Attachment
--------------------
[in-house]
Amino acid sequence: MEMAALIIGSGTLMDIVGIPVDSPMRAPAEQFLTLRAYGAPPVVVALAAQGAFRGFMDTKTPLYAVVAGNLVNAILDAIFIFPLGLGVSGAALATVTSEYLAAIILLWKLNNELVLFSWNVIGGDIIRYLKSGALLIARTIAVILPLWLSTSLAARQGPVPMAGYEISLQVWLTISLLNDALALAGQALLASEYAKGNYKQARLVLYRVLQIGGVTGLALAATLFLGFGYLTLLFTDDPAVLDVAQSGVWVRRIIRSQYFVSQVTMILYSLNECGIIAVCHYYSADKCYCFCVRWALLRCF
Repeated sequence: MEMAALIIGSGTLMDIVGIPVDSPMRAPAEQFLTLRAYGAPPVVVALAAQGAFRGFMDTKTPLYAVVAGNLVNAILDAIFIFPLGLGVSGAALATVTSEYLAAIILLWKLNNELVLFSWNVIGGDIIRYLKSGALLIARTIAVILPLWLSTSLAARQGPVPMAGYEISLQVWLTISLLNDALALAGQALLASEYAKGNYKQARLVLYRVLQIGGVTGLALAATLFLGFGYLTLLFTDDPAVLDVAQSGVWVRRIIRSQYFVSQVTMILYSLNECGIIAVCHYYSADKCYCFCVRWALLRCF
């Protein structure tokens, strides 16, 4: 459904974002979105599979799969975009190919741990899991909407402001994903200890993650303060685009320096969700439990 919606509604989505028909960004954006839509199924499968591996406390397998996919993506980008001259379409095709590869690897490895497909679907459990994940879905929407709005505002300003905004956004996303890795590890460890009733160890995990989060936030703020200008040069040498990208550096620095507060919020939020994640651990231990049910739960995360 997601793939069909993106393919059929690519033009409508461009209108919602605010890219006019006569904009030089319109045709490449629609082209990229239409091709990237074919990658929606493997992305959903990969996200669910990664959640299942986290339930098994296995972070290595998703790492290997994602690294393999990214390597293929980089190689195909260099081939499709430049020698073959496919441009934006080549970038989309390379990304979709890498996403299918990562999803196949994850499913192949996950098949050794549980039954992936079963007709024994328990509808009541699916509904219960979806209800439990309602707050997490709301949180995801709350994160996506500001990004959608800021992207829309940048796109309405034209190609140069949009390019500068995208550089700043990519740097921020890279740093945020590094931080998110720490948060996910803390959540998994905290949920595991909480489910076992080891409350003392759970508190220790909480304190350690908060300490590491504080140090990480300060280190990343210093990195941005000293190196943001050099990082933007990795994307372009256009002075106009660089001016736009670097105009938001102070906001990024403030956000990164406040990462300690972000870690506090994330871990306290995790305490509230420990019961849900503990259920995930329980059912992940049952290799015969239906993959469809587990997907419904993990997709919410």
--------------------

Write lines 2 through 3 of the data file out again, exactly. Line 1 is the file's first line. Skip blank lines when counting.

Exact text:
Amino acid sequence: MEMAALIIGSGTLMDIVGIPVDSPMRAPAEQFLTLRAYGAPPVVVALAAQGAFRGFMDTKTPLYAVVAGNLVNAILDAIFIFPLGLGVSGAALATVTSEYLAAIILLWKLNNELVLFSWNVIGGDIIRYLKSGALLIARTIAVILPLWLSTSLAARQGPVPMAGYEISLQVWLTISLLNDALALAGQALLASEYAKGNYKQARLVLYRVLQIGGVTGLALAATLFLGFGYLTLLFTDDPAVLDVAQSGVWVRRIIRSQYFVSQVTMILYSLNECGIIAVCHYYSADKCYCFCVRWALLRCF
Repeated sequence: MEMAALIIGSGTLMDIVGIPVDSPMRAPAEQFLTLRAYGAPPVVVALAAQGAFRGFMDTKTPLYAVVAGNLVNAILDAIFIFPLGLGVSGAALATVTSEYLAAIILLWKLNNELVLFSWNVIGGDIIRYLKSGALLIARTIAVILPLWLSTSLAARQGPVPMAGYEISLQVWLTISLLNDALALAGQALLASEYAKGNYKQARLVLYRVLQIGGVTGLALAATLFLGFGYLTLLFTDDPAVLDVAQSGVWVRRIIRSQYFVSQVTMILYSLNECGIIAVCHYYSADKCYCFCVRWALLRCF